How To Clean A Wood Burning Stove Chimney in 6 Easy Steps

All chimneys must be cleaned at least once per year. Chimney cleaning is a process that takes a lot of time and should be handled with care. To know whether your chimney is due for a cleanup, use a flashlight and peer inside the chimney flute when the stove is cool. You can also use a mirror to see inside the chimney instead of sticking your head into the stove. Alternatively, you can take a knife or pencil and scrape off some creosote from the chimney. If the creosote is 1/8 inches thick, the stove is due to be cleaned. Here is how to clean a wood burning stove chimney the six steps.

1. Check For Presence Of Animals In The Chimney

Wood stoves can be fitted in masonry or fabricated chimneys. These stoves are habitable, and animals such as squirrels, birds and raccoons tend to build their nests here. Always check to see if there is a nest in the chimney. If so, remove the nest before starting the cleaning process.

2. Measure The Chimney Flue

 It is important that you measure the chimney flue to best determine the appropriate cleaning equipment. Taking the measurements from the bottom can be a bit challenging, so we recommend measuring from the top. Measure the sides and also determine the shape. In most cases, the chimney will measure between 6” and 8”. Do not forget to measure the height, as well. If that is not possible, estimate the height based the height of your house. It is advisable that you overestimate the height, which will allow you to have extra piping or rope to clean the entire length easily.

3. Get The Right Cleaning Tools

Here are the tools you need to purchase to clean your chimney:

  • A chimney brush with strong bristles, preferably a wire brush
  • Chimney brush extension ropes/pipes. The rope should be long and heavy for efficient cleaning
  • A smaller wire brush
  • Dust mask and goggles
  • A dustpan and a broom
  • A ladder
  • A fireplace cover
  • A good flashlight

4. Cleaning Using The Up-Down Method

 All wood stove chimneys are different. While some allow you to clean through the fireplace, some can only be cleaned from the top. This means that you have to climb on the rooftop to clean the chimney, a method known as the up-down cleaning method. With this method, the first step would be to remove the wind cap. Some are held in place by screws, while others are heavy enough to be secured by their weight. Remove the wind cap and clean it first. If possible, lower it to the ground to avoid accidents. Ensure it is devoid of any soot and creosote, as it also comes into contact with smoke.

The first step to clean the chimney is to close off the fireplace. This is done by removing the damper and securing the fireplace cover. A plywood sheet may also be used to cover the fireplace. This avoids spreading debris in the room. Get back to the rooftop and start cleaning by removing the flue cowl, if your chimney has one. Then, lower the chimney brush. Do not lower it to the bottom immediately; instead, clean step by step from the top downwards. If you are using pipes to secure your brush, it is advisable that you go for detachable pipes, which make it easier to handle the brush. Attach more pipes as the brush descends into the chimney.Once the brush reaches the bottom of your chimney, use the flashlight to see if it is well cleaned. If so, your work here is done. Remove the brush and replace the cowl and the wind cap. The final step is clearing the fireplace of the debris.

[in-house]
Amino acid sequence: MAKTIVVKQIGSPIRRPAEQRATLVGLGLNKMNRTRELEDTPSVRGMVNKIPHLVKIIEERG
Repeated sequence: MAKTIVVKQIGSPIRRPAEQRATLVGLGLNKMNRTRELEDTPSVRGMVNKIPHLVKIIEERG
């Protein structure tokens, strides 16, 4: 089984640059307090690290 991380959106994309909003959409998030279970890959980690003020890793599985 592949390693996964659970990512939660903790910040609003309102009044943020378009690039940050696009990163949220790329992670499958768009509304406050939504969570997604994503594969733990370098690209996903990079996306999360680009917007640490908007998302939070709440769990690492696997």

5. Cleaning Using The Bottom-Up Method

This is another chimney cleaning method that is popular among people who are afraid of heights. It is considered to be safer than climbing on rooftops, but you need to be ready to leave a complete mess. Therefore, evacuate anything that can be damaged by the soot before starting the cleaning process.This method can only be completed using a pipe. Ropes cannot be used to hold the chimney brush.

First and foremost, open the damper. This will allow you to push the brush upwards with ease. Keep adding detachable pipes until the brush reaches the chimney top. Rub the brush on the chimney surfaces to remove all the creosote. If there is little soot coming down, the cleaning process may be complete. Shine the flashlight up the chimney just to be sure that no spots have been left out. Finally, clean up the fireplace, as well as the room

6. Dispose The Soot And Creosote

 The cleaning process can never be complete if soot is still in your home. It is important to note that the creosote removed from the chimney is flammable, and therefore cannot be thrown in the trash. Dispose of it according to the local laws and regulations. If you have a flower bed, you can sprinkle the ashes and creosote on the flower bed. The ashes and creosote are known to be a great source of calcium and other nutrients and will be of great benefit to your plants. You only need to ensure that you are not lighting a fire near the fireplace. This can result in fires that can even bring down your property. Always ensure high safety standards when handling creosote.


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